Evans argues that, under Baxter v. Palmigiano, 425 U.S. 308 (1976), he had a right to call Dignan to the stand solely to invoke his Fifth Amendment privilege. That claim is too broad. In Baxter, the Supreme Court held that "the Fifth Amendment does not forbid adverse inferences against parties to civil actions when they refuse to testify in response to probative evidence offered against them[.]" Id. at 318. We have interpreted Baxter to mean that the negative inference against a witness who invokes the Fifth Amendment in a civil case is permissive, not required. Daniels v. Pipefitters' Ass'n Local Union No. 597, 983 F.2d 800, 802 (7th Cir. 1993).

The situation presented here was rather unique. Evans candidly admits that he was "pleased" when Detective Dignan accepted his offer to rid himself of the punitive damage claim against him in exchange for a promise to continue to assert his Fifth Amendment privilege. Given this rather unusual scenario, it would be difficult to conclude that Judge Coar abused his discretion by not embracing this situation for its maximum effect.

The judge instructed the jurors that they could draw an adverse inference as to liability based on Dignan's asser- tion of the Fifth Amendment to questions about the case. There is no reason to think that the jurors ignored the instructions or assumed that Dignan was not asked questions relevant to Evans' claims. Indeed, during closing argument, Evans' counsel articulated specific questions that Dignan refused to answer, such as, "did you conspire to frame Michael Evans with the other defendants?" The jury's verdict indicates that it declined to draw a negative inference from Dignan's assertion of his Fifth Amendment rights. Given this state of affairs, we find no error in how Judge Coar decided to resolve the issue.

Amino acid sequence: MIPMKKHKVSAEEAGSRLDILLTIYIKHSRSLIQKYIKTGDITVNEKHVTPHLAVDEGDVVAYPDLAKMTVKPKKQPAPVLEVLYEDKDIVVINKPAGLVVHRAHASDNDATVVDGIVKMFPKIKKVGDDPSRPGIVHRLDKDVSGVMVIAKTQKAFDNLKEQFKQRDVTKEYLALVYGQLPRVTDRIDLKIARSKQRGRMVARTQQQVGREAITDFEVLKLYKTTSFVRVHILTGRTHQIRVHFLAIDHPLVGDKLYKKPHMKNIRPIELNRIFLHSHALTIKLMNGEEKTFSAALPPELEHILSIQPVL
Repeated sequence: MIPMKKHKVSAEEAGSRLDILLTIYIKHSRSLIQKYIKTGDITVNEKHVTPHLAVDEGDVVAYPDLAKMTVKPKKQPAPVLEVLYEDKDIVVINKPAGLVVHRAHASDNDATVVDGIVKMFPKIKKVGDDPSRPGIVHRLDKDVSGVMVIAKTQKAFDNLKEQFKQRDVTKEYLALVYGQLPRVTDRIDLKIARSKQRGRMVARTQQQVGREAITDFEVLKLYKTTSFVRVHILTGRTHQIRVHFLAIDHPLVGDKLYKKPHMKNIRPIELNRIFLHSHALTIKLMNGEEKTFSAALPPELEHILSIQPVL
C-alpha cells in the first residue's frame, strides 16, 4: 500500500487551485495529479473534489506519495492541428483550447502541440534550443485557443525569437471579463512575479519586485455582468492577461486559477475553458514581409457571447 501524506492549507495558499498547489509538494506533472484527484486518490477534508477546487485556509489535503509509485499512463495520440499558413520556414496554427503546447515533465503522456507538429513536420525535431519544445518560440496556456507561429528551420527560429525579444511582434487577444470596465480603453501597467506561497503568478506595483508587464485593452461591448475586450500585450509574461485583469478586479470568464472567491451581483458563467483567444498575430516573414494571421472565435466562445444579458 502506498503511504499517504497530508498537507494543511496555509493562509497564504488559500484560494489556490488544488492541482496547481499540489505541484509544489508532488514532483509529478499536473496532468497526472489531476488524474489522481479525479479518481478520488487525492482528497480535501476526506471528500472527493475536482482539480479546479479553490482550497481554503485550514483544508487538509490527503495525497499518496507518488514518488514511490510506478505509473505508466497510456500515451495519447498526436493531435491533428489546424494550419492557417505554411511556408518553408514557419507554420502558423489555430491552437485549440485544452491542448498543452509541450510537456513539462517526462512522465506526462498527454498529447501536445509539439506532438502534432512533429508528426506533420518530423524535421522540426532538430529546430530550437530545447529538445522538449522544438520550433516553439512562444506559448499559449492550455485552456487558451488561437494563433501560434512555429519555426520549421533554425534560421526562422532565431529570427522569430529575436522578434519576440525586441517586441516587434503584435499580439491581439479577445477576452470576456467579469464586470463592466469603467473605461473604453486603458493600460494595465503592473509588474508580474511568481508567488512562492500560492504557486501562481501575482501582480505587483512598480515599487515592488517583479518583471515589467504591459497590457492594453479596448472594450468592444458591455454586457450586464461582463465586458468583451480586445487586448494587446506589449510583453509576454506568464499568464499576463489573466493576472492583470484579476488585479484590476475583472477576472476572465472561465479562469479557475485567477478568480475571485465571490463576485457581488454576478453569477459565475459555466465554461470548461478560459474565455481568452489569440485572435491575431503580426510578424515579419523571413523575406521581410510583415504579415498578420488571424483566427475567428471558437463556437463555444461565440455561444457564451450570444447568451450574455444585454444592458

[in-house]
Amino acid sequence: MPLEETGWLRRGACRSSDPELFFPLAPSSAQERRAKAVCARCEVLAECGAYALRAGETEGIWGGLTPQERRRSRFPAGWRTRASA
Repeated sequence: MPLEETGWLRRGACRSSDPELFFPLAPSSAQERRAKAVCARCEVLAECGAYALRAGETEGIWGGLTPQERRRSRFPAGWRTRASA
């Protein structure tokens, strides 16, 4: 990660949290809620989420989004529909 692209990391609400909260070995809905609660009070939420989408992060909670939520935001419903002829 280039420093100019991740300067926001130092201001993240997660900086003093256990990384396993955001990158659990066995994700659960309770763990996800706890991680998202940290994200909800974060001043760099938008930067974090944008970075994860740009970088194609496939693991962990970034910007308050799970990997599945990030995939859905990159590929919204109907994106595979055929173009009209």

We turn next to the claim that Evans' proposed instructions, verdict form, and special interrogatory regarding the City of Chicago's liability were wrongly rejected. We review decisions regarding instructions and the like for an abuse of discretion. Latino Foods Marketers, LLC v. Olé Mexican Foods, Inc., 407 F.3d 876, 880 (7th Cir. 2005).

Evans' instructions, verdict form, and special interroga-tory concerned an agreed-upon stipulation that the City would accept judgment against it "if and only if the finder of fact in this case finds that City employees violated plaintiff 's constitutional rights as alleged in the first amended complaint." Thus, the City waived its right under Monell v. New York City Department of Social Services not to be held liable in damages without proof that the City by its "policy or custom" caused the alleged constitutional violation. 436 U.S. 658, 694 (1978). Evans' proposed instruction allowed the jury to find for him if it determined that his rights were violated by "any other" City of Chicago employee (that is, other than the named defendants). Judge Coar rejected this language but adopted Evans' proposed conspiracy instruction, providing for liability if "at least one defendant acting voluntarily and in concert with at least one other person" violated Evans' rights.